Clever Tricks That Will Help Your Rose Garden Thrive

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According to the National Garden Bureau, garden roses have remained popular since they were first grown for medicinal purposes back in the Middle Ages. Their showy blooms add color and beauty to any garden space, which has no doubt contributed to their high demand. Roses can, however, be a bit more demanding when it comes to their care. In order to see the flowers flourish, you'll need to implement a few clever tricks.

Once you start incorporating a few key strategies, you'll begin to see the roses respond with health and vigor. You'll find alfalfa tea helps to stimulate plant growth, while using lady's mantle as a ground cover keeps weeds at bay. Repurposing a tomato cage adds support for newly planted roses, as well as protection from cold temperatures. You can even take advantage of companion planting to ward off insects and plant pests. Combine these techniques with your roses' typical care requirements and you'll enjoy a garden that is both attractive and fragrant.

Repel aphids, deer, and rabbits using lavender as a companion plant

When it comes to plant pests, roses are susceptible to a few of the most common creatures. Not only do they draw the attention of aphids, but deer and rabbits also enjoy munching on rose plant parts for food. One way to combat these pests is to add lavender as a companion plant. Lavender enjoys similar growing conditions, and it is listed by experts as one of several deer and rabbit-resistant plants. Additionally, aphids don't like the scent of lavender, so planting this crop next to your roses will repel the unwanted insect.

Planting lavender next to roses isn't hard, as you've already got the well-draining soil and full sun requirements taken care of thanks to the roses. It's recommended that you prepare the soil for planting by working 1 inch of compost into the top 4 inches of earth. Incorporate new plants once all threats of frost have passed come spring. Since lavender can grow 2 feet tall and 2 feet wide, you'll want to space the plants every 24 inches. Although lavender requires extra water immediately after planting, watering once a week after they have become established and have presented flowers is all that is needed.

Warning: Lavender isn't the best choice for weed management, so you'll still need to incorporate other tips to keep pesky weeds at bay.

Add banana peels to provide the roses with extra nutrients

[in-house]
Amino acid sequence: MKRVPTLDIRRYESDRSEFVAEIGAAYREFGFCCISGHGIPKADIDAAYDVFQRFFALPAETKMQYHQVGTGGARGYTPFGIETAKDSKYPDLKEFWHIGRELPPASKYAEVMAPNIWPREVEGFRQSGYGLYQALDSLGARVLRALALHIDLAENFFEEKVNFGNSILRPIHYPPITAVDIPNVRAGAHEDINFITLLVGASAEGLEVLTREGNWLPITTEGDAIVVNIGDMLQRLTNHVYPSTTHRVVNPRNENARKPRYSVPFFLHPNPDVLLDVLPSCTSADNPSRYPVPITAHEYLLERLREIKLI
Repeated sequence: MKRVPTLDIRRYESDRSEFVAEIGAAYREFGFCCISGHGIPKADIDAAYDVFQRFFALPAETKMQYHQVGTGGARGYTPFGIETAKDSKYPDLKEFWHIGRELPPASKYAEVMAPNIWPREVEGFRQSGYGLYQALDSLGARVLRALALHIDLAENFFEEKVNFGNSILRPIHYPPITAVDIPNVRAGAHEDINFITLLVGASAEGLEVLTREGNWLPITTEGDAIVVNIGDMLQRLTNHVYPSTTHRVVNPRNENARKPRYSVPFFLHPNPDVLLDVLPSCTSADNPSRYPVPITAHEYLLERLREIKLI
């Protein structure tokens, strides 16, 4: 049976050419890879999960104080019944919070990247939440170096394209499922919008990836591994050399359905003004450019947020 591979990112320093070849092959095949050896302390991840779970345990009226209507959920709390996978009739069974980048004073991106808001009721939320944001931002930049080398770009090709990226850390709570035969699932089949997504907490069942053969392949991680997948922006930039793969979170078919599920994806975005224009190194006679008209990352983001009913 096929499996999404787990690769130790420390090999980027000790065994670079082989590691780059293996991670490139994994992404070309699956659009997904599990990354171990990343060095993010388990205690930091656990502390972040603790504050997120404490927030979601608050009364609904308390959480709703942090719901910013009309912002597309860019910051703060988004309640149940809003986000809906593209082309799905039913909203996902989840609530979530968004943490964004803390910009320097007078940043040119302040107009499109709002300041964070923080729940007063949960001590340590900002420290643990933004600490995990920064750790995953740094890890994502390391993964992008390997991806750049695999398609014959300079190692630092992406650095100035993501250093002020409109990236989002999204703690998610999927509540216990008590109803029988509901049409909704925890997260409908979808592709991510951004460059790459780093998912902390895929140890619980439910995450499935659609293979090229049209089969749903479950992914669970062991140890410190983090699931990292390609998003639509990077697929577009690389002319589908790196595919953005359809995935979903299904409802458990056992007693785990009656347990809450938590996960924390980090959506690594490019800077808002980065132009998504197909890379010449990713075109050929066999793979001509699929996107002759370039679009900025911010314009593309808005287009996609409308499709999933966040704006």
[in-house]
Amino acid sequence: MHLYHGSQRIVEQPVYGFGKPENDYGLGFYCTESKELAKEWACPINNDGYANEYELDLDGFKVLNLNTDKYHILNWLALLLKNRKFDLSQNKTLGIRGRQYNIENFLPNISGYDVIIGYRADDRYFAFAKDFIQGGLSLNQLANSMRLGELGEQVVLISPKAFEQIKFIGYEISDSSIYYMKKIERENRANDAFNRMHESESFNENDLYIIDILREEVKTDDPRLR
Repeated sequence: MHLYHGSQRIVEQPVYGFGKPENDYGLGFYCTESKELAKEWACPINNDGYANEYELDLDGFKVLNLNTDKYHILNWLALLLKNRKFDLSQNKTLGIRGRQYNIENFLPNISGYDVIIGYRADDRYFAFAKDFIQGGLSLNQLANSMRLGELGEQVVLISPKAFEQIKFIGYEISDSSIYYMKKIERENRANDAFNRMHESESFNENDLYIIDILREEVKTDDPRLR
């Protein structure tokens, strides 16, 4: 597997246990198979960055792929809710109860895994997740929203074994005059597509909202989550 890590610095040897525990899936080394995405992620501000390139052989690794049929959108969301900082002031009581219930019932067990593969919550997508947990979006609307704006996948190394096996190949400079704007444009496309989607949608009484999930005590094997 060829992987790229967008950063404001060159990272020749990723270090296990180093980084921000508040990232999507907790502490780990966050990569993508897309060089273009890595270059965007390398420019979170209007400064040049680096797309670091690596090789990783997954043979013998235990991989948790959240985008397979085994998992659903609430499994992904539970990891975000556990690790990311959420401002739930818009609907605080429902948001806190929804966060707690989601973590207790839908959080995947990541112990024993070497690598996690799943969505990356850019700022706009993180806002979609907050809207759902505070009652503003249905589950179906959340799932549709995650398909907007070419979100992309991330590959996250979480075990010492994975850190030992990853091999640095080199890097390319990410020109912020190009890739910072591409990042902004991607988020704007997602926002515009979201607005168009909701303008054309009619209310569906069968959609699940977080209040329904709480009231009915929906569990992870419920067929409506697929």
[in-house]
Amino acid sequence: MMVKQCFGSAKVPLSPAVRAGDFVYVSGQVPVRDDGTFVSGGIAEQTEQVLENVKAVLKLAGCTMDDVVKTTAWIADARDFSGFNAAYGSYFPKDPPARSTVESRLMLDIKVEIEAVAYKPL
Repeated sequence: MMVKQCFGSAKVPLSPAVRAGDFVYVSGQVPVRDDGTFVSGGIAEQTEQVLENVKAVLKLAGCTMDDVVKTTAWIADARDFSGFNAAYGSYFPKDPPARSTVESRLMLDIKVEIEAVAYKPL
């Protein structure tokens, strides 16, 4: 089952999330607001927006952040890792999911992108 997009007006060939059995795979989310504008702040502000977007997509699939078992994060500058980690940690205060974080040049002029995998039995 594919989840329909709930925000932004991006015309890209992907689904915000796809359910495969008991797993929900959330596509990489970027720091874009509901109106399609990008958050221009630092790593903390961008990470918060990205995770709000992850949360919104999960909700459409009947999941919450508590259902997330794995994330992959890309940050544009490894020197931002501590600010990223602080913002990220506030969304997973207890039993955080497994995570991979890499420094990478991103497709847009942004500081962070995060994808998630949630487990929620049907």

If you're ready to give your roses a boost of nutrients, start saving your banana peels. While the fruit casing contains sulfur, calcium, and magnesium, it is really rich in both phosphorus and potash. According to the American Rose Society, these two components aid in the growth of the roses' stems and produce flowers that are full and vibrant. Of course, repurposing the banana peels instead of tossing them in the trash offers the added benefit of caring for the environment.

There are two ways you can use banana peels to enrich the soil surrounding your roses. You can cut the peels up into smaller pieces and place them in a jar of water. After two weeks, pour the contents of the jar over the soil around the base of the roses. Another option is to dry the banana peels out and then crush them into a powder. Store the powder in an envelope until it's time to plant roses in the spring. Add the powder to the planting hole before filling it in. It's important to note that you should never use more than three banana peels per bush, as this could negatively affect the roses.

Use cornmeal to prevent black spot disease

Young roses are susceptible to black spot disease, which is caused by the fungus Diplocarpon rosae. The disease is identifiable by its black spots, which sometimes are accompanied by a yellow ring around them. The spots can be found on both the leaves and the stem. If left unchecked, new spores can germinate in as little as two weeks. Surprisingly, you can actually prevent this disease using cornmeal. Studies showed cornmeal was just as effective against fungal disease as chemical fungicides.

Since cornmeal is a pantry staple, you'll save both time and money when you use it as a black spot preventative. If you don't have any on hand, you'll find a 5-pound bag is available at most Walmart stores for around $22. To apply the cornmeal, you simply scatter it around the base of your roses, rake it into the soil, and then water over it. Repeat the process every month during the growing season to keep black spot at bay.

Warning: If you live in an area where fire ants, squirrels, and deer are a problem, you won't want to simply scatter the cornmeal, as it will attract these pests to your garden.

Stimulate plant growth with alfalfa tea